by Joan Colby
In a January dawn, the spreader’s load
Is half frozen, half smoldering
In its compacted heart. Unquenchable
Self-immolation. The icy boards groan.
His dream, at ten, to farm like his forebears.
I can handle it. His mother pouring coffee nods.
His father still showering for the day job
That keeps the old place going.
She hears the tractor chugging along the ditch
To the field of stubble hauling its burden.
After awhile, the silence seizes her.
The glazed window framing a frieze:
Rising sun glancing off yellow steel
Stalled at the margin of battered corn.
Rags twisting in the wind.
His boots plunge periods in crusted snow.
His heart, though, a question mark.
He knows the answer before he gets there.
The shredded horror of his boy.
He wants to shout How many times
Have I told you. The old tractor
Hard to start. Just a moment to
Clear the blades. The cold. The wish
For the warm kitchen. The PTO churns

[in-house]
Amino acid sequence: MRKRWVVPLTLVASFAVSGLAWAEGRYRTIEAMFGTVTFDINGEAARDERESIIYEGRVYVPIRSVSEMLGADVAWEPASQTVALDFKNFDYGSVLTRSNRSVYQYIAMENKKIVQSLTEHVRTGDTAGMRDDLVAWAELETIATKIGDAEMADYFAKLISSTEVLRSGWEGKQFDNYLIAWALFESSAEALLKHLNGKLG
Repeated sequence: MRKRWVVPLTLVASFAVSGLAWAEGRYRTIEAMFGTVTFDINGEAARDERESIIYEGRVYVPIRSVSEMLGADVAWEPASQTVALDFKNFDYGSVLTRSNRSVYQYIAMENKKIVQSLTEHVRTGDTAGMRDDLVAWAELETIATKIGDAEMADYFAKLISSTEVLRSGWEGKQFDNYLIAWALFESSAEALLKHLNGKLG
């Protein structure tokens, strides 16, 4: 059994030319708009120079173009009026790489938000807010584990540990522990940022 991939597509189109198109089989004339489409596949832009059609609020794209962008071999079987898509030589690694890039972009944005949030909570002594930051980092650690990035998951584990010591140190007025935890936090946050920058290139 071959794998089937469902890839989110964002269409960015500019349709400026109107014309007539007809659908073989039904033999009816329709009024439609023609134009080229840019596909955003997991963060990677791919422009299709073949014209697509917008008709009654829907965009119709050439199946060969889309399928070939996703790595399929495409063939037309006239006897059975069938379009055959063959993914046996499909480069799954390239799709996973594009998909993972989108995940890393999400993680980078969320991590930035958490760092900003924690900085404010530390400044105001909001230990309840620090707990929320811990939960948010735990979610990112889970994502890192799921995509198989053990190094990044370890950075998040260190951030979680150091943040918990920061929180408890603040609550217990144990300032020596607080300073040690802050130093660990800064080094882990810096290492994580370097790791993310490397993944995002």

Implacably spitting bits of sinew and yarn.
She lies in the darkened bedroom unable to attend
Wake or funeral, imagining the blame
In the neighbors’ eyes. Only 10
What were they thinking. 20 below –
An exaggeration but one that befits
A story of parents luxuriating
Over oatmeal while the boy
Struggled with jammed iron.
Her heart jams each time she thinks
Of how he must have shouted.
Later, she gets to her feet. This farm
Must go on. It’s what the boy
Would want. His dream that was her dream.
She says He died doing what he loved.
He turns away. She wasn’t at that scene
Of impossible destruction. She didn’t have
To turn the key. To cradle
What was left. His footprints in the snow
So deeply implanted, he feels the freeze
Climb to his sternum and erupt
Like the spontaneous combustion of waste.
In that cold farmhouse,
A year later to the day
He sits down in his easy chair
The shotgun in his lap.
Now she’ll have something to discover.
Vintage tales of hardship and survival
Granddad crushed when the tractor toppled
On Brier Hill. How Uncle John lost his arm
To the picker. Samuel smothered
In the silo, lungs full of harvest.
She overlooks the acres
Awaiting disc and plow.
An early spring, she’ll turn
That dark earth over.